There’s still time to nominate local icons for Best of D.C.
It seems 21st century gloom-pop has grayer places to go than The xx’s 2009 debut. On his much-hyped first full-length, London-based singer and producer James Blake goes from bleak to bleaker, with processed R&B vocals that swoop and yearn amid tortured dubstep surroundings, seemingly channeled to your laptop from a dystopic funeral mass. It’s a sound Blake honed in his bedroom, the story goes.
Blake released his first 12-inch in 2009. A string of EPs attracted critical notice in 2010, in large part because of his distinctive pipes. While Blake’s vocals are deeply rooted in the smooth-seduction school of contemporary R&B, more often than not he fragments and processes them. At some points chopped and screwed, at others finely Auto-tuned into reiterative layers of sound, Blake’s voice shares space with minimalistic beat loops and digital synths, which flitter and burble and sometimes disappear beneath the surface. What results is a ghastly and deconstructed quality, like some sort of post-modern, post-apocalyptic Rick Astley. Some writers have called it post-dubstep.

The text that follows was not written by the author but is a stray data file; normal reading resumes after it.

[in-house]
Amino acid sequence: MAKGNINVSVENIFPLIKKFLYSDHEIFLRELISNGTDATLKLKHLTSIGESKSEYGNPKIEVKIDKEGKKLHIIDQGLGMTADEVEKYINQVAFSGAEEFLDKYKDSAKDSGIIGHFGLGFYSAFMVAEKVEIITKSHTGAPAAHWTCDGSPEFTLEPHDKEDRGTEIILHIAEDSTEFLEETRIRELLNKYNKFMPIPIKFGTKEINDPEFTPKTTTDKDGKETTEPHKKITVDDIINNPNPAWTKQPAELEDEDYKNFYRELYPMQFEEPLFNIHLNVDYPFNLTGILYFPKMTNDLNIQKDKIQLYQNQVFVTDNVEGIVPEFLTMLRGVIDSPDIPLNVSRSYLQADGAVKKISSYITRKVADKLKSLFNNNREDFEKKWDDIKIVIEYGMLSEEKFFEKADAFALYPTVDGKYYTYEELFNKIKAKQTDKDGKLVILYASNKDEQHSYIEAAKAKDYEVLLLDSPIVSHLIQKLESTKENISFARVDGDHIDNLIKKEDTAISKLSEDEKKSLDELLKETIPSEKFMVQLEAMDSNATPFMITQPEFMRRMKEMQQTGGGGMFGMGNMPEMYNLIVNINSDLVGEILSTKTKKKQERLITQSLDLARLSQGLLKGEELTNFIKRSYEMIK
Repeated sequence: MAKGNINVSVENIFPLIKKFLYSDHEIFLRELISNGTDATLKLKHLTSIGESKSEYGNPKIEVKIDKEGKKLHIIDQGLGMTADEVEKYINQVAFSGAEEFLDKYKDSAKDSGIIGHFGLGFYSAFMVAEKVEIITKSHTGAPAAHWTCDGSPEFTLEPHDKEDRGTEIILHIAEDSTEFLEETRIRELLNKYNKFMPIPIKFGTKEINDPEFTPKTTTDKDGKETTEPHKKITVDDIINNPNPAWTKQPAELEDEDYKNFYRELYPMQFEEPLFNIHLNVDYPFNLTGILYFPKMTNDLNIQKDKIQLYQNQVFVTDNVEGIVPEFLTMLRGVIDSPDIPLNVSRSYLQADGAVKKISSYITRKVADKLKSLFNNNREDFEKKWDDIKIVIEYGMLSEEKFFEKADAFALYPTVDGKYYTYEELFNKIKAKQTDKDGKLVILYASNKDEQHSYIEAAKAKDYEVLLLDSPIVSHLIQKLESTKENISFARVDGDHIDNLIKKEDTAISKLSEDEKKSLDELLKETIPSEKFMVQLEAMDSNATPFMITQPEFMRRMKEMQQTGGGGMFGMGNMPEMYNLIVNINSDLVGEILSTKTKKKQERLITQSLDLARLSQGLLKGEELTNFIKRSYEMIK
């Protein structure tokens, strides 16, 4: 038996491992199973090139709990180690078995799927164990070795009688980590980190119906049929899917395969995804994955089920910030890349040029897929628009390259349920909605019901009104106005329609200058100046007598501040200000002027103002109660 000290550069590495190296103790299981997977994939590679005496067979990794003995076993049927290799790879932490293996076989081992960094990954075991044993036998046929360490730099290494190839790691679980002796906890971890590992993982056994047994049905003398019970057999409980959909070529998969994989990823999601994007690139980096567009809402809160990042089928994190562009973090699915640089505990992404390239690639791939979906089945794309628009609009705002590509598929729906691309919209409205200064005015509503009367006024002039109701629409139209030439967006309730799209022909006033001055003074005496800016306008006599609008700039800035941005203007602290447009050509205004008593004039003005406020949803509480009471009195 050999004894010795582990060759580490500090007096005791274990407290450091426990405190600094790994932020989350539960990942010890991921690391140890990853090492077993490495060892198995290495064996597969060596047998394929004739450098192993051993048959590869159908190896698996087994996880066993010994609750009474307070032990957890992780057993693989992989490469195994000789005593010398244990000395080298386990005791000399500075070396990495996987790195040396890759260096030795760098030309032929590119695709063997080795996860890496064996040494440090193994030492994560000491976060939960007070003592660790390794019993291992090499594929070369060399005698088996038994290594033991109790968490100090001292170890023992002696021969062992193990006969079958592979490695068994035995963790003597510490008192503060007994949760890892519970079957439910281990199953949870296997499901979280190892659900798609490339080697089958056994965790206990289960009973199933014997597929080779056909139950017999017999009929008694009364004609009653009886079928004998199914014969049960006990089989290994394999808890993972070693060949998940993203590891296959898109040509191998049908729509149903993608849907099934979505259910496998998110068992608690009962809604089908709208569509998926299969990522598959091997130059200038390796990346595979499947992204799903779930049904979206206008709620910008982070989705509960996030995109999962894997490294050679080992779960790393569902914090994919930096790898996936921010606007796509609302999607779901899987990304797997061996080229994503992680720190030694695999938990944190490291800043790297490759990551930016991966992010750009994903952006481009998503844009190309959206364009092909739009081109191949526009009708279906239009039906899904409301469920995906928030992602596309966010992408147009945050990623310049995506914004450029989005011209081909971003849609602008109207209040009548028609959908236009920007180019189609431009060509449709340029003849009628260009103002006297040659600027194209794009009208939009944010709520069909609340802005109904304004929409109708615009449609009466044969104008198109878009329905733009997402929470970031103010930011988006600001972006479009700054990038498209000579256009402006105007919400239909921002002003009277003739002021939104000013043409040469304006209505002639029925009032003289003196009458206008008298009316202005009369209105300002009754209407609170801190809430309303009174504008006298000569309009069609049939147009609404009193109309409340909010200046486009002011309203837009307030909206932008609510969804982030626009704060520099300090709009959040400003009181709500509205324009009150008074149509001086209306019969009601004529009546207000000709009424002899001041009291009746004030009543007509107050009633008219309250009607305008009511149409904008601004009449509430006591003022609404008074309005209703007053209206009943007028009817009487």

Blake builds tension through sustained silences and broken-down arrangements, which means his damaged yet evocative vocals are almost always the main instrument. But James Blake is a producer’s album, not a singer’s one, and there’s occasionally a productive tug-of-war between Blake’s voice and his dexterous, slow-burning soundscapes. Often, the songs feel sinewy and naked; there’s rarely extra air.
Lead single “Wilhelm’s Scream” is a self-doubt confessional guided by subtle synth noodles and electronic clicks, with Blake crooning: “I don’t know about my dreaming anymore/All I know is I’m fallin’, fallin’, fallin’…” “Limit to Your Love” is a haunting update of a song by Feist, from her 2007 album The Reminder, in which forceful piano strikes and pleading vocals transform the track into sparse, trippy gospel. “I Never Learned to Share” showcases heavily treated vocals that sound both soulful and artificial, with Blake repeating a single lyric (“My brother and my sister don’t speak to me/But I don’t blame them”) until it’s swallowed beneath a symphony of bit-crushed synths and white noise. Each of these tracks is a heartbreaker.
But on the whole, they amount to an album that’s probably best approached at a distance. A slow-burning eruption on all counts, James Blake can feel excruciatingly intimate in one moment and impossibly isolated the next; it has emotional extremes and experimental ones, and they’re often dizzying. For better or worse, that may mean that James Blake ought to be filed under “the sound of 2011,” as London’s Observer has prophesied. Everything Blake does seems tweaked for precision, but in the end, he’s probably a little too out-of-focus for his own good.